Obviously non-Christians often have certain conceptions of prayer that aren’t biblical, but we often misunderstand prayer even as Christians in the church. I wonder if this is a more fun way to address that: complete this sentence in as many ways as you can. So the sentence would start, “Prayer is not . . . ”
Prayer is not waking God up from off his throne to pay attention to what you have going on in your life.
Prayer is not twisting God’s arm to get him to do what you want.
Prayer is not wishful thinking aimed in God’s direction.
Prayer is not merely therapeutically talking to a god that won’t change things in order to just calm you down and give you peace.
Prayer is not—and this one may rub folks wrongly—just about aligning your will with God’s. In that, I think sometimes folks are well-intentioned, but I they’re misguided when they say things like, Prayer isn’t about getting God to change his mind or getting God to do things. Prayer is about trying to make sure you align your will with God’s. And I don’t think that’s completely true. I think it’s a half truth. I think that if you read your Bible, you see at times that God has determined that the way he would change his mind or the way that he would change his course of action is through the prayers of his people, and had people not prayed, God would not have worked.
Yeah, that’s so good. So one of the main things that you are trying to help Christians to see in your book is the importance of prayer in the context of the local church and the corporate worship of the church. How does your church prioritize prayer, in terms of your weekly life together as a body? What does it look like to prioritize prayer?
Matt, we’re four years into the life of our church, and I feel like now we’re just starting to understand how it needs to change. So I’m going to tell you all the stuff that I talked about and that I wrote in the book, and then I’m going to tell you how I think a lot of that stuff may fall short, and a shift that needs to be made. There are systematic things we put into life or church, right?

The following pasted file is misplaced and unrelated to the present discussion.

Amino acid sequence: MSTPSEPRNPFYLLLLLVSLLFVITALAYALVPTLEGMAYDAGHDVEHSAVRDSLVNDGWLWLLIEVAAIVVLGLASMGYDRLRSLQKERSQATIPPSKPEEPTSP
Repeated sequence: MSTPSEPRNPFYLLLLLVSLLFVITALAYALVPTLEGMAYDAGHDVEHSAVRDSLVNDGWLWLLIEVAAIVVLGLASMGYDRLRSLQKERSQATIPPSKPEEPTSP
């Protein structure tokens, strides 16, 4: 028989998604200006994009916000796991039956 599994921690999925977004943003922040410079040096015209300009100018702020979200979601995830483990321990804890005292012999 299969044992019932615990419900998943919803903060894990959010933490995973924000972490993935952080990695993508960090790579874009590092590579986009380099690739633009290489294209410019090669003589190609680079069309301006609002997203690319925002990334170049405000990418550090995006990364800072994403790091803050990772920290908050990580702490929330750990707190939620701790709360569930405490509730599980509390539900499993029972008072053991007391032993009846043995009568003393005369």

On Sunday, when we come together to worship, we spend a significant amount of time—probably ten to fifteen minutes sprinkled throughout or church service—praying. We do a prayer of praise and adoration at the front. Prayer is its own thing, it’s not just a transition for the praise team to come on and off the stage. We start and we praise, we thank God for who he is. We don’t ask for anything in the first prayer. It’s just this extended meditation praising God for being who he is.
We’ll sing some songs, we’ll read from God’s word, and then we’ll have a prayer of confession, where we are together confessing our sins. Somebody up front leads us and the goal is that everybody in the church would be able to sit, pray along with them, and be able to chime in and say, Me too. Yeah, man, I didn’t have the words to pray that. I didn’t know that was sin. I didn’t know that God disliked that.
Then the Assurance of Pardon comes out and we read from 1 John 1:9, “If we confess our sins, he is faithful and just to forgive us our sins and to cleanse us from all unrighteousness,” and people that are sitting in the church can say again, Me too. Y’all I just confessed my sin so this is true about me.
After the announcements we will probably have an extended time of prayer. It can go anywhere from five to seven minutes and it is a pastoral prayer, a prayer of petition, where we’re thanking God for being good and we’re asking him to continue to be good in our church, in our community, in our nation, in our families, in our friendships, in our world. We’ll just pray these big, long, bold prayers, and we ask God for things.
So the first systematic thing that we do is, whenever we gather as a church, we pray. And again, prayer is its own thing. Once a month we also have a prayer meeting as a church. We always pray when we gather, but once per month we stop and we gather just to pray. It’s the first Wednesday night each month for an hour. We come in and talk briefly about the things we want to pray about and we spend most of the hour praying, asking God to continue to be good to us. So we just try to weave that in systematically into the life of our church.
And for four years, it’s been great. It’s been awesome. I think folks come and are part of the church and they’ll say things like, I really loved it. This is a praying church. I love how much we pray.
But just recently it’s hit me that if the only way that prayer is being massaged into the life of our church is through those systematic things, then I don’t know if we’re as much of a praying church as I would like to be, right? I think there’s a difference between things being systematic and things being systemic, right? When it’s systemic, it doesn’t need a formal structure. It just kind of breeds on its own. And regardless of what changes there’s still this something that permeates the culture of our church.